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132
SONGS FOR GIRLHOOD.
Or what did ye hear that was worth your heed ?
I heard the cushies croon
Thro' the gowden afternoon, And the quair burn singin' down to the vale o' Tweed.
And birks saw I three or four,
Wi' gray moss bearded owre, The last that are left o' the birken shaw,
Whar mony a simmer e'en
Fond lovers did convene, Thae bonny, bonny gloamins that are lang awa\
Frae mony a but and ben,
By muirland, holm, and glen, They cam' an hour to spend on the greenwood sward;
But lang hae lad an' lass
Been lying 'neath the grass, The green, green grass o' Traquair kirk-yard.
They were blest beyond compare,
When they held their trysting there, Amang thae greenest hills shone on by the sun ;
And then they wan a rest,
The lownest and the best, I' Traquair kirk-yard when a' was dune.
Now the birks to dust may rot,
Names o' luvers be forgot, Nae lads and lasses there ony more convene;
But the blithe lilt o' yon air
Keeps the bush aboon Traquair, And the luve that ance was there, aye fresh and green!
My lady comes at last,
Timid, and stepping fast, And hastening hither.
With modest eyes downcast
She comes�she's here�she's past-May Heaven go with her!
Kneel undisturbed, fair saint! Pour out your praise or plaint
Meekly and duly; I will not enter there, To sully your pure prayer
With thoughts unruly.
But suffer me to pace Round the forbidden place,
Lingering a minute, Like outcast spirits who wait, And see through heaven's gate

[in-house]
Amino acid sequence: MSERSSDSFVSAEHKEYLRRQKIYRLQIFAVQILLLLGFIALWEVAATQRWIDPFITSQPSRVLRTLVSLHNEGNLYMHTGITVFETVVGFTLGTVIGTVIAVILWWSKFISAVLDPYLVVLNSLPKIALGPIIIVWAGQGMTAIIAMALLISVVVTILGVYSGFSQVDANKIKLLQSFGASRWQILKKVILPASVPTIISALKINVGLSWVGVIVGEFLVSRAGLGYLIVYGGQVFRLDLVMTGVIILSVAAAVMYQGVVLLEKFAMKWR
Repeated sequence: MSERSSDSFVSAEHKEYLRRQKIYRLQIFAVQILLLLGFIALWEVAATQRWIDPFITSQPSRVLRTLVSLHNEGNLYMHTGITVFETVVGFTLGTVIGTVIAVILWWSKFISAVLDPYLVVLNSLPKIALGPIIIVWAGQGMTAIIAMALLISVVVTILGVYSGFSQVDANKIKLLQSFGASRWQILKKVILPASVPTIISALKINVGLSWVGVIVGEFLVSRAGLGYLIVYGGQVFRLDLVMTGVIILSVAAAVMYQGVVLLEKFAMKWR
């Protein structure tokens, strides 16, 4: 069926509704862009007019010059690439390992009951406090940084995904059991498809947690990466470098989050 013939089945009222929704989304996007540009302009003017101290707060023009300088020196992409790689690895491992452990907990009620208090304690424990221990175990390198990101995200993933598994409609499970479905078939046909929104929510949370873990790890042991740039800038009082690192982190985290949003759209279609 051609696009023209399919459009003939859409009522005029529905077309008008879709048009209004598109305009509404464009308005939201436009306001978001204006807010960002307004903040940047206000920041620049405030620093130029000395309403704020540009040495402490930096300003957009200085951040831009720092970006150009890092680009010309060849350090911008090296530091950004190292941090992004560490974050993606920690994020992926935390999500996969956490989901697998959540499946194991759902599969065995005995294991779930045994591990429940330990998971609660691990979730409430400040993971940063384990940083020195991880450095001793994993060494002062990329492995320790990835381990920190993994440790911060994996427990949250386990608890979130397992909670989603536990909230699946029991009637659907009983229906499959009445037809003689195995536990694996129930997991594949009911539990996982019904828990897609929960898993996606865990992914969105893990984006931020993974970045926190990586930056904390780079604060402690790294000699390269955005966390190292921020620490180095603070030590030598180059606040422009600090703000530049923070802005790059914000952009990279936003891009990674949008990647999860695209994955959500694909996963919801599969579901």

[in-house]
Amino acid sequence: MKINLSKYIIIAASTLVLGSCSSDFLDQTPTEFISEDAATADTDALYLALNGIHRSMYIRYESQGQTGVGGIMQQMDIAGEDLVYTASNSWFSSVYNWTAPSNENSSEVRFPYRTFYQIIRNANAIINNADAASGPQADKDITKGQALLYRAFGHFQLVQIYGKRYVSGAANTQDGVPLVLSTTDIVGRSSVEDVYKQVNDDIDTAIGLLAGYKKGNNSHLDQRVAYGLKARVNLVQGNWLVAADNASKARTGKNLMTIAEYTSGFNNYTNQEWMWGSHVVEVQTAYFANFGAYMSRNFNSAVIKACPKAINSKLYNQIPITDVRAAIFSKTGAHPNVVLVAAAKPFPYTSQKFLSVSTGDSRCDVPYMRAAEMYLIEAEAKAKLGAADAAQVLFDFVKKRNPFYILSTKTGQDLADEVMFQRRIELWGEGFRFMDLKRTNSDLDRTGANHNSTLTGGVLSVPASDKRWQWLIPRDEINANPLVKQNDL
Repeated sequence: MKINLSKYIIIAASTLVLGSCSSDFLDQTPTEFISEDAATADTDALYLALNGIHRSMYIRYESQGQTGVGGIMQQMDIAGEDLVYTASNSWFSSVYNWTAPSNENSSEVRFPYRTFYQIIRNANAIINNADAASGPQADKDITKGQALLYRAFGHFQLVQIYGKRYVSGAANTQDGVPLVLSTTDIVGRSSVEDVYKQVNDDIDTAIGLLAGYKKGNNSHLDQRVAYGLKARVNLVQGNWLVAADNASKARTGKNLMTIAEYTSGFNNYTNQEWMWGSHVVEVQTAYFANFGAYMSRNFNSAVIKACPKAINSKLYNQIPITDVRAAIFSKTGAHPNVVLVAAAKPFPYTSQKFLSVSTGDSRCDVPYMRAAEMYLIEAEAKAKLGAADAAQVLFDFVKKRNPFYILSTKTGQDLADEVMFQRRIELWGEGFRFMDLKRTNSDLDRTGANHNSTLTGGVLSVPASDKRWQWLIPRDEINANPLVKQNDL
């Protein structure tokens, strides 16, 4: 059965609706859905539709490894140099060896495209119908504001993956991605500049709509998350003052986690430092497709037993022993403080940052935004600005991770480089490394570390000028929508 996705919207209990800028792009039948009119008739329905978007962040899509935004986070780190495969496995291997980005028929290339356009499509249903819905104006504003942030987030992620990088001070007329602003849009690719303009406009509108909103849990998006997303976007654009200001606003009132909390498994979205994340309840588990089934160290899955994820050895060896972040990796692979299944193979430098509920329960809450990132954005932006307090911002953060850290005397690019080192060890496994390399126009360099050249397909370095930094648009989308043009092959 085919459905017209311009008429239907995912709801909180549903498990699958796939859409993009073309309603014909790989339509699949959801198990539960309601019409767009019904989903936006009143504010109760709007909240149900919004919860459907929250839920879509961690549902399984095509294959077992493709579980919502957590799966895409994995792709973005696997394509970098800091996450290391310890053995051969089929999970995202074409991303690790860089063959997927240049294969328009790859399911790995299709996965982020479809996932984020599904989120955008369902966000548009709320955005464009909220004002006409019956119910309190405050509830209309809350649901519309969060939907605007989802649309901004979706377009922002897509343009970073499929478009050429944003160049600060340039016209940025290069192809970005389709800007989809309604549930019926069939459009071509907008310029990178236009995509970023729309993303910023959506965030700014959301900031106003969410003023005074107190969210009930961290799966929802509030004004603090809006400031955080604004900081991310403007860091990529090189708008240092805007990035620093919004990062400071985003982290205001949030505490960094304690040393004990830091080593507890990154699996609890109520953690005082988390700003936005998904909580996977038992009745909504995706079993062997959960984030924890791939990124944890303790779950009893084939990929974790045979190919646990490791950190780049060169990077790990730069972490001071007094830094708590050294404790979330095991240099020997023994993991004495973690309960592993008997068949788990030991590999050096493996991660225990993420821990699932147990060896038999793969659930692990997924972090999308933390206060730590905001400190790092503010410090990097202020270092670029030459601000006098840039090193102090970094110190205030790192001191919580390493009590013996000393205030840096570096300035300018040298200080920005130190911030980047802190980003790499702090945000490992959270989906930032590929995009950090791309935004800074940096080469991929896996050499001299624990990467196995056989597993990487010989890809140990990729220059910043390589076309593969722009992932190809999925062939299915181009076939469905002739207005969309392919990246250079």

Angels within it.
APPRENTICED.
Jean Lngelow.
" Come out and hear the waters shoot, the owlet hoot, the owlet hoot; Yon crescent moon, a golden boat, hangs dim behind the tree, O! The dropping thorn makes white the grass, O sweetest lass, and sweetest lass! Come out and smell the ricks of hay adown the croft with me, O!"
" My granny nods before her wheel, and drops her reel, and drops her reel; My father with his crony talks as gay as gay can be, O! But all the milk is yet to skim, ere light wax dim, ere light wax dim; How can I step adown the croft, my 'prentice lad, with thee, O!"
" And must ye bide ? Yet waiting's long, and love is strong, and love is strong; And, oh, had I but served the time that takes so long to flee, O! And thou, my lass, by morning's light wast all in white, wast all in white, And parson stood within the rails, a-marrying me and thee, O!"
AT THE CHURCH GATE.
William Makepeace Thackebat.
Although I enter not, Yet round about the spot
Ofttimes I hover; And near the sacred gate, With longing eyes I wait,
Expectant of her.
The minster bell tolls out Above the city's rout,
And noise, and humming; They've stopped the chiming bell; I hear the organ's swell;
She's coming, coming!







E-Book - An Annotated Compendium of Old Time American Songs by James Alverson III